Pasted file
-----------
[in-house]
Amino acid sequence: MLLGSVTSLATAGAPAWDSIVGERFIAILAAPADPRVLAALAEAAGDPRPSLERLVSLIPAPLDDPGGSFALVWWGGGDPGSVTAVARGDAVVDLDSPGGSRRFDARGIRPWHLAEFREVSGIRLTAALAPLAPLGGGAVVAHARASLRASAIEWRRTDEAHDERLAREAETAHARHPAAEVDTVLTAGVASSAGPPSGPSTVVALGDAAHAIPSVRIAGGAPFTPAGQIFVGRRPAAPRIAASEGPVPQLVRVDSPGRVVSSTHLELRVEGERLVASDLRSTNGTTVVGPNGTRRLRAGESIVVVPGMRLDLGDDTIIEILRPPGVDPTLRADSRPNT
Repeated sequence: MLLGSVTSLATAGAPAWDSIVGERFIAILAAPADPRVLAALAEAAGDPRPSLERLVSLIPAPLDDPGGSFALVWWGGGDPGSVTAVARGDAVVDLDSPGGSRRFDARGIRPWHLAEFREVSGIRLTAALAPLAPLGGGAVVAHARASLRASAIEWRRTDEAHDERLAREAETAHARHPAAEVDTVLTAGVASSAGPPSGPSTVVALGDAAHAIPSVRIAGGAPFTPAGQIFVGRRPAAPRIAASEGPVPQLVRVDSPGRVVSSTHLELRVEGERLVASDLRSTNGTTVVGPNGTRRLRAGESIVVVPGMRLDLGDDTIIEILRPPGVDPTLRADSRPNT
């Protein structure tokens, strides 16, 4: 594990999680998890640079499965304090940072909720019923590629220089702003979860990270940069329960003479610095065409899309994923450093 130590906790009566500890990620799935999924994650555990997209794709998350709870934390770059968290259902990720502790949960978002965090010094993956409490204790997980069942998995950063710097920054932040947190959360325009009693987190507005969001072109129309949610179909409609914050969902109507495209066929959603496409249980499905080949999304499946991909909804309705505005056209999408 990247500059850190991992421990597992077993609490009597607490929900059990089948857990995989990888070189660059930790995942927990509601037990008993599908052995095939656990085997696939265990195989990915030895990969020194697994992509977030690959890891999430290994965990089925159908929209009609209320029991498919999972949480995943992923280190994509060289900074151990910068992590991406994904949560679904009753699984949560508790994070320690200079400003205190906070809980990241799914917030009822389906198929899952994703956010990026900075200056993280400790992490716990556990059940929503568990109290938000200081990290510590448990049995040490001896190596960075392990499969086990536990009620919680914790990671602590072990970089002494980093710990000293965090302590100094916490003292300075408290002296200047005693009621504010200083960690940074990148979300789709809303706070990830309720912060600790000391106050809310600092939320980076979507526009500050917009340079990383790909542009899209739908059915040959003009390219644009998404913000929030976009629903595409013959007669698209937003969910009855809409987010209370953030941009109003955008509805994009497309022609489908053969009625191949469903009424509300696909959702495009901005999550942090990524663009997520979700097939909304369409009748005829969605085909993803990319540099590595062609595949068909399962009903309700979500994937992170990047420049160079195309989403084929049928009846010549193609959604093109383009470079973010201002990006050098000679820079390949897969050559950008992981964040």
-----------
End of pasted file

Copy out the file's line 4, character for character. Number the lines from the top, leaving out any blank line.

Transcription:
């Protein structure tokens, strides 16, 4: 594990999680998890640079499965304090940072909720019923590629220089702003979860990270940069329960003479610095065409899309994923450093 130590906790009566500890990620799935999924994650555990997209794709998350709870934390770059968290259902990720502790949960978002965090010094993956409490204790997980069942998995950063710097920054932040947190959360325009009693987190507005969001072109129309949610179909409609914050969902109507495209066929959603496409249980499905080949999304499946991909909804309705505005056209999408 990247500059850190991992421990597992077993609490009597607490929900059990089948857990995989990888070189660059930790995942927990509601037990008993599908052995095939656990085997696939265990195989990915030895990969020194697994992509977030690959890891999430290994965990089925159908929209009609209320029991498919999972949480995943992923280190994509060289900074151990910068992590991406994904949560679904009753699984949560508790994070320690200079400003205190906070809980990241799914917030009822389906198929899952994703956010990026900075200056993280400790992490716990556990059940929503568990109290938000200081990290510590448990049995040490001896190596960075392990499969086990536990009620919680914790990671602590072990970089002494980093710990000293965090302590100094916490003292300075408290002296200047005693009621504010200083960690940074990148979300789709809303706070990830309720912060600790000391106050809310600092939320980076979507526009500050917009340079990383790909542009899209739908059915040959003009390219644009998404913000929030976009629903595409013959007669698209937003969910009855809409987010209370953030941009109003955008509805994009497309022609489908053969009625191949469903009424509300696909959702495009901005999550942090990524663009997520979700097939909304369409009748005829969605085909993803990319540099590595062609595949068909399962009903309700979500994937992170990047420049160079195309989403084929049928009846010549193609959604093109383009470079973010201002990006050098000679820079390949897969050559950008992981964040």